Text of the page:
Similarly, the ambivalence about Western liberal values that Snow counterposed to Islam are not championed particularly strongly by Western elites, either. The television images of Muslim protests during the recent Danish cartoon furore were supposed to make us think that the greatest threat to our freedom is from an alien culture, but the truth is that our own government has been happily creating laws to curb our freedoms – without much complaint. With regards to freedom of speech, the growth of race relations, speech guidelines and diversity training are all institutional reminders of the greatest moral commandment of our time: Thou shalt not cause offence.
The counterposition Snow presented between Islam and the West does not hold up on closer examination. There is a sense of separation, but at the same time there are many Muslims who feel as British as anyone else. Disappointingly, Snow didn’t meet those Muslims who feel ‘Westernised’ and who actually do the things they’re not supposed to (drink, have sex before marriage, have gay relationships). There are many Muslims I have come across in my research and my personal life who go to the mosque on Friday and then get drunk in the pub on a Saturday night. For some reason, television documentaries and opinion surveys never seem to encounter them. One of Snow’s interviewees says that gay people have ‘lost their way’, but only mentions this in passing as she talks about how much she loves watching Big Brother. Not exactly the cultural conservative you might imagine, then.
The most distinctive and worrying phenomenon Snow uncovered was the heightened sense of grievance and insecurity among Muslims. One of his interviews takes place with a group of young men in a football ground in Stoke-on-Trent, a town with a three per cent Muslim population, which corresponds to the national average. They, too, despise Britain’s foreign policy and feel angry about it. More shocking, however, was these young men’s doubts over who planned 9/11. They suggested it was in fact a ‘conspiracy’, planned by sinister forces out to get Muslims. Even worse, they were convinced that Princess Diana was killed because she was going to marry a Muslim (four out of 10 Muslims surveyed agree with this sentiment).
Conspiracy theories are of course rampant in society generally, but it is significant that these young men’s paranoia is endorsed by the authorities. Fifty-six per cent of Muslims in the survey fear they will be victimised because of their religion. This is not surprising when commentators, politicians and even the Metropolitan Police’s own Tarique Ghaffur complain about the victimisation of Muslims. Statistics like these are often cited by observers to prove widespread persecution of Muslims, but in fact they reveal that, rather like the Diana conspiracy theories, many Muslims are disproportionately anxious about their place in society. Rather than challenging this viewpoint, people in authority have come to take them as given. This is a vicious circle effect, with Muslims feeling increasingly isolated because they are being told how persecuted they are.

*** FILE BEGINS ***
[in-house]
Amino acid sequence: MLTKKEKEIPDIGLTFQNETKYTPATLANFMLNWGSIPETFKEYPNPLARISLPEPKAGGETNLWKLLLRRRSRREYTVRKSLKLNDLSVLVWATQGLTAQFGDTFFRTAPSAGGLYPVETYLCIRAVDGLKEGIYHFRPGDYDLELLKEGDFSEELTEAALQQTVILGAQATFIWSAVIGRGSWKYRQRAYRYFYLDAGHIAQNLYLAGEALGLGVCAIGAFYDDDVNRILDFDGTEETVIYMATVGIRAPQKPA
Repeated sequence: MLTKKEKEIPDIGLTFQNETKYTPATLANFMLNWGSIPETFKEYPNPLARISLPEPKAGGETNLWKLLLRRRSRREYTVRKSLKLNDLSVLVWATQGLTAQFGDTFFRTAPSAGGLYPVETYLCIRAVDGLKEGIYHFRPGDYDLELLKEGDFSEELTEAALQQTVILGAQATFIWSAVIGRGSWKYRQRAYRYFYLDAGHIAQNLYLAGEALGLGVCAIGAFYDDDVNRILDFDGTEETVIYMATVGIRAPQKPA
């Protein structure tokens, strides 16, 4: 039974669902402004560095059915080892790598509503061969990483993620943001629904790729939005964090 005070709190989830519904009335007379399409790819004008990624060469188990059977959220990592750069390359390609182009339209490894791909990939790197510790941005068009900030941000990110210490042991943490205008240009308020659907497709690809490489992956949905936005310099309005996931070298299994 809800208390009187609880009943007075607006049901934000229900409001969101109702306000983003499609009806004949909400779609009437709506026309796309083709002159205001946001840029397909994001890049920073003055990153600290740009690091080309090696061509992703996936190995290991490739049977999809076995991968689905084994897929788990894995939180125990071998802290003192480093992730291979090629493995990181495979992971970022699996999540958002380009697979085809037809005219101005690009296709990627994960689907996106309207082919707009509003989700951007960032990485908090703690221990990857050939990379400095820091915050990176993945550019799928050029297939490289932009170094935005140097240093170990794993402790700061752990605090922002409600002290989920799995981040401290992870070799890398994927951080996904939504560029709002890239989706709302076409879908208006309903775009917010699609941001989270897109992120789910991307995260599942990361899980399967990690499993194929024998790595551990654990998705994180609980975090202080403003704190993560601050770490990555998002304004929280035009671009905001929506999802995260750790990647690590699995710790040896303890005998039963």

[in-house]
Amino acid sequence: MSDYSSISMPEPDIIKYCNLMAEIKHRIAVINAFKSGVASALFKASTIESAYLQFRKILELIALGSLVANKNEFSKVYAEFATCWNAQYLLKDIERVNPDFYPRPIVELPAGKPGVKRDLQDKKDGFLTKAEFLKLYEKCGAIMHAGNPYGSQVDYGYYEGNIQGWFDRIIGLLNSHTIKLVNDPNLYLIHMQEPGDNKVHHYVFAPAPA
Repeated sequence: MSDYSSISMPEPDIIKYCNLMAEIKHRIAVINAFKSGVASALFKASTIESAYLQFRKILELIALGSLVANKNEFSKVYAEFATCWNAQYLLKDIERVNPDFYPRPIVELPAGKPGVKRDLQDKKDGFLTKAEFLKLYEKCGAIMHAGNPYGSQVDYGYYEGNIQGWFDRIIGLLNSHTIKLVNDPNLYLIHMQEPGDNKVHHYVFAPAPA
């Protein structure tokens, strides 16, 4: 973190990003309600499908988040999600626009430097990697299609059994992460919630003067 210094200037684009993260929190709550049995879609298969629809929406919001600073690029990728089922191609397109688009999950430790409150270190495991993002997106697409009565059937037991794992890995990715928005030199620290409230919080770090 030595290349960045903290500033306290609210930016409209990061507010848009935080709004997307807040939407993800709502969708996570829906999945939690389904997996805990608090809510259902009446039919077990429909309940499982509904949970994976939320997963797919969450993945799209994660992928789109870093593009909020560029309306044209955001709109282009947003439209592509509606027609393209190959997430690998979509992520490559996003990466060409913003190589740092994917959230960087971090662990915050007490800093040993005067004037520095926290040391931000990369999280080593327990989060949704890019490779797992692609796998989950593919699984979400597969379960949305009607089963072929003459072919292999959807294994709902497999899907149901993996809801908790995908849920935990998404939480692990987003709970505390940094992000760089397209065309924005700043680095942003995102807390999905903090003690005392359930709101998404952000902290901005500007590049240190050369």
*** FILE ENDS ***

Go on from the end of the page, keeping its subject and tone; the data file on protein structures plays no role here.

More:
Like the sword of Damocles hanging over our heads, we are told by Muslim experts that if we don’t address the concerns of Muslims there will be more extremists, and hence, more violence. This in itself shows the hysteria of the authorities. We are bullied into accepting arguments about issues like freedom of speech by the logic of security. But the problems we face should not be approached like risk management. Muslims should not be seen as a race of potential terrorists, but as part of a society desperately in need of a public conversation on a range of topics, not just religion. The $64,000 question isn’t ‘what do Muslims want?’, but what do we want. That’s not anthropology; that’s politics.
Munira Mirza is a writer and researcher based in London.